The Creative Cloud is the way Adobe now sells and updates the bulk of its software. Users no longer own an Adobe program but rather rent it on a monthly or annual basis. The monthly rent is higher than the annual rent by as much as 50%. If you don’t pay the rent at the end of the month or year, the Adobe software will no longer work until you pay up. Also  the programs must be downloaded [and given some huge feature sets], these are multi-gigabyte downloads eating time and bandwidth.

Adobe has bundled its popular graphics software into groups like Web, Video, and Photo plans. These bundles have a cross over point of 2-3 programs over renting each individually. Adobe provides 20GB of cloudspace for each bundle but that cloud space becomes inaccessible except for 2GB if your rent is over due.

Finally user have to check in online every month to insure there rent is not due – this is done semi-automatically.  Thankfully the Creative Cloud is not online dependent so most apps are capable of running offline most of the time.

Open Source Opportunity?

Given users overwhelming  dissatisfaction with Adobe Creative Cloud subscription model, there appears to be an opportunity for Open Source and/or free graphics software vendors. But the continuing problem for both Open Source and free software vendors is establishing a healthy revenue stream to sustain their software development and support. As Linux Community has made abundantly clear[remember this is the largest number of potential users in this software sector], free and Open Source does not have a robust revenue stream that can support creative development ventures except by partially breaking theFree Foundation or Open Source mold as donations do not cover the rent.. The 6 most often used mold breaking methods are to:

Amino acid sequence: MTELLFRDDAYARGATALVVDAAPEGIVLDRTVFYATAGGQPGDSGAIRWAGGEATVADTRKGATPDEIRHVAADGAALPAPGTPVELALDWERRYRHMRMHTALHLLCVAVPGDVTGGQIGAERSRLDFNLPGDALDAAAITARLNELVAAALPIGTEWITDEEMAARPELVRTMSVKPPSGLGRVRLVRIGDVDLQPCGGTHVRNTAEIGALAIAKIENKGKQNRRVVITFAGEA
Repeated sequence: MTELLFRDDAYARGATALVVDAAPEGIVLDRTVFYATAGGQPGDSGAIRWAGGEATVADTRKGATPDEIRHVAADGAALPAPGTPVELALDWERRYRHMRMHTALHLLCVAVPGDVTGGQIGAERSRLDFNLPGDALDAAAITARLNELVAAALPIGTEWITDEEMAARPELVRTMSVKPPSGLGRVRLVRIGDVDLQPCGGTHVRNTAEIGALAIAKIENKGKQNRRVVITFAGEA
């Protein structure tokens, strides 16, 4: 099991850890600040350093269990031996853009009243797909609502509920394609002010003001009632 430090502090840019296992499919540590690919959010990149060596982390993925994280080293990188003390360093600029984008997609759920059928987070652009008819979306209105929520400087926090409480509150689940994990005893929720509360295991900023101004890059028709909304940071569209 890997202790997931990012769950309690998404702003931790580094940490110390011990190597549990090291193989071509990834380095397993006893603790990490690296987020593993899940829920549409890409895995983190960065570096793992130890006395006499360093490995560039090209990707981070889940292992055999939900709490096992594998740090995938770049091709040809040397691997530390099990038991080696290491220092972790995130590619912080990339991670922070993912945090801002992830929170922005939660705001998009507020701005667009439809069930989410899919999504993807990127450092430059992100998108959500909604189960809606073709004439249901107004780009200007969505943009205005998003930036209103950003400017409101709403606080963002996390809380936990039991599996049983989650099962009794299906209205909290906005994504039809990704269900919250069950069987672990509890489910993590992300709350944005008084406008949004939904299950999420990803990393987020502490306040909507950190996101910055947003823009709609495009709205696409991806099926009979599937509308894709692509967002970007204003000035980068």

1)charge more the a nominal fee for distribution and update services;
2)charge more than a nominal fee for support and education services;
3)piggyback other software on top of the free download for a fee;
4)offer quicker,  directed updates for users who help pay for the cost of those feature developments;
5)adopt dual licensing allowing for  a free core program but charging for full feature sets;
6)offering integration and/or consulting services for clients with special requirements.
Thus for the past 4-5 years it has been interesting to see how free and Open Source software sources are addressing their revenue problems while trying to sustain state of the art development as university and research funding becomes more frugal from both state and federal government cutbacks. So as monopoly infighting raises  the prices and constrains the delivery of software feature sets, will free and Open Source be able to seize growth and presence  opportunity?? If Linux failure to take advantage of the Microsoft Vista debacle is any guide, don’t expect too much from free and Open Source. GIMP , for example, is not a Photoshop killer.